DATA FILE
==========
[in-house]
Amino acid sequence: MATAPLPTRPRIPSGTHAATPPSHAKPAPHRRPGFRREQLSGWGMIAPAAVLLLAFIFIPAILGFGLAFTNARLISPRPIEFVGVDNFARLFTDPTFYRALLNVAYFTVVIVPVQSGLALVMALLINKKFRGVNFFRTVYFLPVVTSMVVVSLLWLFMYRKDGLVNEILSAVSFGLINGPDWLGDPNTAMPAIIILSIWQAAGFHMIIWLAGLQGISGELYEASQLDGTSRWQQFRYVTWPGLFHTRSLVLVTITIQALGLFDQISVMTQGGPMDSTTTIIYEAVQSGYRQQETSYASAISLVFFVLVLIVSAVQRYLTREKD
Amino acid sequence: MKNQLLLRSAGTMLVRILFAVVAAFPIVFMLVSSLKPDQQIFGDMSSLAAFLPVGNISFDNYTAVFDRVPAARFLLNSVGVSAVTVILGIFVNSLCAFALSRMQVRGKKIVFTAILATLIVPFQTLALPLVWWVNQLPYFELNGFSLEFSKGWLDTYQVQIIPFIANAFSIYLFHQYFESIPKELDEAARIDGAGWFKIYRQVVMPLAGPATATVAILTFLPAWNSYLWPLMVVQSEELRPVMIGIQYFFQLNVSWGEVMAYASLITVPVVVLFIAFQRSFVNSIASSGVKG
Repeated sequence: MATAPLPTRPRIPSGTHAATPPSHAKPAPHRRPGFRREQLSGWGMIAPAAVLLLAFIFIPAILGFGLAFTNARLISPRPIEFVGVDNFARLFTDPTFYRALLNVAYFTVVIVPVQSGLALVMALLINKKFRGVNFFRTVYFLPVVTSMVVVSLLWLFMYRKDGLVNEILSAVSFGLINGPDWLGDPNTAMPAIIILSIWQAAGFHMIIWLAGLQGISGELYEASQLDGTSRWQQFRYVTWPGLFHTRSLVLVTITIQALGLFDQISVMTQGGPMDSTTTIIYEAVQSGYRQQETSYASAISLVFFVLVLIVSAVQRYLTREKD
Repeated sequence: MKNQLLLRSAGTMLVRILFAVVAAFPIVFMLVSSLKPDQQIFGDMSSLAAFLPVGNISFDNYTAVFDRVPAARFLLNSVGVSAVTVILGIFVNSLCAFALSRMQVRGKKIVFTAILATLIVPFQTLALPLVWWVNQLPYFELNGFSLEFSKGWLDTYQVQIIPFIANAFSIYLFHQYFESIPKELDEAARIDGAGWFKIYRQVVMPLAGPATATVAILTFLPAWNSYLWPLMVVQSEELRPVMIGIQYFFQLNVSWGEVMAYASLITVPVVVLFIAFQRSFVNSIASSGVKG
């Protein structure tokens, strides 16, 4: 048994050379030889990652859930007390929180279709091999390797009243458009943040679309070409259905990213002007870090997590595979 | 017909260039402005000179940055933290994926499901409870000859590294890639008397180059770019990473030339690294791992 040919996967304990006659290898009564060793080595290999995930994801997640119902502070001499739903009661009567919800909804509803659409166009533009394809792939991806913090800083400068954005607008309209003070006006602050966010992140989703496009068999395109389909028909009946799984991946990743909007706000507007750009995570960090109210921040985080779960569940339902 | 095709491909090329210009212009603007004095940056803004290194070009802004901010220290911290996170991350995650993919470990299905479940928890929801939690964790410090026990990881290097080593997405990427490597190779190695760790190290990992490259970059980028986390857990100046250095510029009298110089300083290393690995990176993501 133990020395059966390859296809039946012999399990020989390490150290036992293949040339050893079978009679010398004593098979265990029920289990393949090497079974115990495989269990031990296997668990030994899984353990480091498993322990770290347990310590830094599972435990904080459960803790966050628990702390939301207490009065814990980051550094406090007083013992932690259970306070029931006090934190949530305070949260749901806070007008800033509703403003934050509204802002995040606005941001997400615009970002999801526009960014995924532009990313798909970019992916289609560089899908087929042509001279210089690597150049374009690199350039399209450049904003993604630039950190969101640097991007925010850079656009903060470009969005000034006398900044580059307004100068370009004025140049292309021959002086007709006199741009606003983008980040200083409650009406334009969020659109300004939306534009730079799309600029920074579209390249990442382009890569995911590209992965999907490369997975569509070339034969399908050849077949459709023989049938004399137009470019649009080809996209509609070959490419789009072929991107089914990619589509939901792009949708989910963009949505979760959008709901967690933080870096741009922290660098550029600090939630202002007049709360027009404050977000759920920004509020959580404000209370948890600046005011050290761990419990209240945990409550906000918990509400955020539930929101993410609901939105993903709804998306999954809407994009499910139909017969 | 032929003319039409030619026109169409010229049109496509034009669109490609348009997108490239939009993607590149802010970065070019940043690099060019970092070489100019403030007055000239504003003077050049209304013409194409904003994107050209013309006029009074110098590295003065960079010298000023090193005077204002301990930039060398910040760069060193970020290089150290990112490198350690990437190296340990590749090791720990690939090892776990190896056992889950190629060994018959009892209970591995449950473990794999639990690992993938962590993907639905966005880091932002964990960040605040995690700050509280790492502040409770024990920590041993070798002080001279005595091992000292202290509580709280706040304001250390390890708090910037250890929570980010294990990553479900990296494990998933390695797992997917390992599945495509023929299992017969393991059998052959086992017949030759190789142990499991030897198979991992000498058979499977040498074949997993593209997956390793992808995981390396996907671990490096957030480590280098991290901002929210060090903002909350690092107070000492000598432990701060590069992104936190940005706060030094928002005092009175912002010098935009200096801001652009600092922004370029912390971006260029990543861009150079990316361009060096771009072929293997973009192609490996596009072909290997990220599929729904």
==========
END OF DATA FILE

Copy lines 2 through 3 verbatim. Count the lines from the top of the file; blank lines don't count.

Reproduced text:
Amino acid sequence: MATAPLPTRPRIPSGTHAATPPSHAKPAPHRRPGFRREQLSGWGMIAPAAVLLLAFIFIPAILGFGLAFTNARLISPRPIEFVGVDNFARLFTDPTFYRALLNVAYFTVVIVPVQSGLALVMALLINKKFRGVNFFRTVYFLPVVTSMVVVSLLWLFMYRKDGLVNEILSAVSFGLINGPDWLGDPNTAMPAIIILSIWQAAGFHMIIWLAGLQGISGELYEASQLDGTSRWQQFRYVTWPGLFHTRSLVLVTITIQALGLFDQISVMTQGGPMDSTTTIIYEAVQSGYRQQETSYASAISLVFFVLVLIVSAVQRYLTREKD
Amino acid sequence: MKNQLLLRSAGTMLVRILFAVVAAFPIVFMLVSSLKPDQQIFGDMSSLAAFLPVGNISFDNYTAVFDRVPAARFLLNSVGVSAVTVILGIFVNSLCAFALSRMQVRGKKIVFTAILATLIVPFQTLALPLVWWVNQLPYFELNGFSLEFSKGWLDTYQVQIIPFIANAFSIYLFHQYFESIPKELDEAARIDGAGWFKIYRQVVMPLAGPATATVAILTFLPAWNSYLWPLMVVQSEELRPVMIGIQYFFQLNVSWGEVMAYASLITVPVVVLFIAFQRSFVNSIASSGVKG